It’s been over twelve years since the release of the last numbered main series Kingdom Hearts title (Kingdom Hearts II, 2005) and over six years since the last main series entry in general (Kingdom Hearts 3D: Dream Drop Distance, 2012). Needless to say, the wait for Kingdom Hearts III has been a long one, one that has seen the release of an HD remaster of the rest of the franchise not once but twice in the many years waiting for the saga’s conclusion. The immensely anticipated sequel was playable to the public for the first time at E3 2018, and, after some time with the two offered demos, it’s difficult to say whether Kingdom Hearts III will be able to support the impossible weight of fan expectation being placed upon it before it’s finally released next year.
It’s difficult to say whether Kingdom Hearts III will be able to support the impossible weight of fan expectation.
The demos featured two new Disney-themed worlds that fit right in amongst the plethora of kingdoms Sora and company have saved over the years. The first was set in the world of Toy Story, one of at least two Pixar locales featured in Kingdom Hearts III, new territory for the franchise. The other was Mount Olympus from Hercules. Both were bright, vibrant, beautifully realized, and gorgeously rendered, a benefit of powerful hardware, but it was the attention to detail that was truly astounding. The Toy Story stage, for example, featured an exact recreation of Andy’s room from the films, sure to delight fans of the film trilogy. Character animations and movements are equally as exact whether in a cutscene or in-game, making the fan-favorite NPCs look and feel far more like their film counterparts.
This meticulous attention to detail paired together resulted in the serendipitous sensation that Sora, and by extension the player, had literally been dropped into a wonderful world from Disney, inspiring hope that the rest of the films captured by the game will feel equally as exact. The worlds felt far more spacious and open-ended than any world I had experienced in any Kingdom Hearts title, again likely thanks to current hardware. The Olympus stage made excellent use of verticality while Toy Story‘s had an immediate sense of scale. If there was any shortcoming to the world designs, it was that the expanded scope and scale left certain areas, the street Andy lives on, for example, feeling empty, though that might be an intentional choice for the demo build. Only time will tell.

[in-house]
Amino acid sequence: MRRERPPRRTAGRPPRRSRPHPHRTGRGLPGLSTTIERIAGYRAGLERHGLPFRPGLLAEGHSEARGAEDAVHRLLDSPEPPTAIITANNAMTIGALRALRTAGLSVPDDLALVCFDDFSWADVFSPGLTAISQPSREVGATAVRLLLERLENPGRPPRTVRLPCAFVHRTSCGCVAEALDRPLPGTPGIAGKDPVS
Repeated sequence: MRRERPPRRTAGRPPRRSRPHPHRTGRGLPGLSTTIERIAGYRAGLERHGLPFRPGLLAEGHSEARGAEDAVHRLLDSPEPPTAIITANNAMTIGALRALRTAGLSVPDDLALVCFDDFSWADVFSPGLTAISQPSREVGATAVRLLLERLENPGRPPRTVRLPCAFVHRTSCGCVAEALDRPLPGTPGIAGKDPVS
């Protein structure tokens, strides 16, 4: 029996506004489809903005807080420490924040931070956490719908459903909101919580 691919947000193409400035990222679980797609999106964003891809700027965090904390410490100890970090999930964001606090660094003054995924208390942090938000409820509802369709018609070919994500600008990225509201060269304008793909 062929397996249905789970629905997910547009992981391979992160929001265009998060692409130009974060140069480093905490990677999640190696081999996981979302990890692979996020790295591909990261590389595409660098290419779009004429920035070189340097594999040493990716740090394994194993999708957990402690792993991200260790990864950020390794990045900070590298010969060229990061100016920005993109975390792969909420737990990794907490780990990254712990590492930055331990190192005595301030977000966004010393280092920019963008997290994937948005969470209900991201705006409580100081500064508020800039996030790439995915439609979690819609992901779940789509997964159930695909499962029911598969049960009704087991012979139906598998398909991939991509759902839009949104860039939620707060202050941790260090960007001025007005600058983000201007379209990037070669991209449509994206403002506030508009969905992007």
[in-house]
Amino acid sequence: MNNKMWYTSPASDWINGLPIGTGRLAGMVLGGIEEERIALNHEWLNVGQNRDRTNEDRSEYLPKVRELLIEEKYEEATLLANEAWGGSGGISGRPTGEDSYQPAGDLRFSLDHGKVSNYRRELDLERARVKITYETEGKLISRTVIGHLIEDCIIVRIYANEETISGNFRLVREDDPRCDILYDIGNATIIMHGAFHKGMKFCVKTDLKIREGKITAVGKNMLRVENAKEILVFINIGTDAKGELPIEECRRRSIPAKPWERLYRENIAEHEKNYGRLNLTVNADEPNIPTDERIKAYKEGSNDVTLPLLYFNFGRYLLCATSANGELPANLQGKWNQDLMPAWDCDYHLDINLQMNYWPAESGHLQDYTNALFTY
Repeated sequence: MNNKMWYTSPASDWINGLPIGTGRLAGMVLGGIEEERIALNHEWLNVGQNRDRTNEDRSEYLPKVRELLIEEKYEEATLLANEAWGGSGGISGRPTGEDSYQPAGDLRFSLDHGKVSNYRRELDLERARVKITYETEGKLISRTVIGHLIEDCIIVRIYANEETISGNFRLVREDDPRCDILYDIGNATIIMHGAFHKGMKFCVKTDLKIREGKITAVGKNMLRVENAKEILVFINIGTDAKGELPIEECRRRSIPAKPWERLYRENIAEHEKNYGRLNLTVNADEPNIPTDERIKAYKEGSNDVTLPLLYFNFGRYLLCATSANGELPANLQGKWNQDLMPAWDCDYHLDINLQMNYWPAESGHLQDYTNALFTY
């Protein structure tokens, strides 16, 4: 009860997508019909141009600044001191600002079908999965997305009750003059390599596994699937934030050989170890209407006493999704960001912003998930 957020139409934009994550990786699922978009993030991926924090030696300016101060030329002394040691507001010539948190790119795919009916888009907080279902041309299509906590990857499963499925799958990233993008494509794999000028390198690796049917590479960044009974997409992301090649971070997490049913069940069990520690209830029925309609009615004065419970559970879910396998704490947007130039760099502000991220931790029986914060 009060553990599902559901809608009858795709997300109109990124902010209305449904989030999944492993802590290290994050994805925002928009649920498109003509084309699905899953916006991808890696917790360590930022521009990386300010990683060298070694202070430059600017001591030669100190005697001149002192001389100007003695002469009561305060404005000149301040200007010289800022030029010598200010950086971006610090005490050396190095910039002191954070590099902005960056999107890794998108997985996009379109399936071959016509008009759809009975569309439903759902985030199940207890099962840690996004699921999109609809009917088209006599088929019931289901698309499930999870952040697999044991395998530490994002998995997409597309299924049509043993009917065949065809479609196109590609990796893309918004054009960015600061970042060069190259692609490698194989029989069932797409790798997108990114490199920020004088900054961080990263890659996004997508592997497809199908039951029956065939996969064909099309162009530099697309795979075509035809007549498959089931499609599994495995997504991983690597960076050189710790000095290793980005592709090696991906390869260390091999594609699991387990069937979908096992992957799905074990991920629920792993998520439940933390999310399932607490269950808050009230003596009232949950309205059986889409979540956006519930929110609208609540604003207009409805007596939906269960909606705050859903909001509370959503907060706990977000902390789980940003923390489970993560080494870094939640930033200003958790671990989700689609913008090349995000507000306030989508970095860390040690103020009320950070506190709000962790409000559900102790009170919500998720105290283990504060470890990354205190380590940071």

Combat was as fluid as it’s ever been with a little more variety provided by additional combat systems.
Control wise, the demos were a familiar affair, for better or worse. Combat was as fluid as it’s ever been, comprised of quick Keyblade combos and spells, though with a little more variety this time around provided by some revised and additional combat systems. Sora’s form changes from KH II seem to be returning with at least one new addition in the shape of “Second Form,” empowering Sora and altering his available combos. Keyblades also have their own transformations. Operating like Kingdom Hearts: Birth by Sleep‘s “Command Styles” or the similar “Style Changes” from KH 0.2, the prompts or “Situation Commands” for these incremental transformations appear above the standard command list once the player has filled three gauges of a meter. The Keyblade in the Toy Story demo, for instance, could transform into the devastating “Hyper Hammer.” Connecting even more hits, and the prompt appeared to transform the hammer into “Drill Punch,” which again altered Sora’s combos and enhanced attacks. With thirty-second prompts, players are offered the opportunity to strategically hold on to their devastating transformations until the opportune moment, adding a new layer of strategy to the typical, trite hack and slash.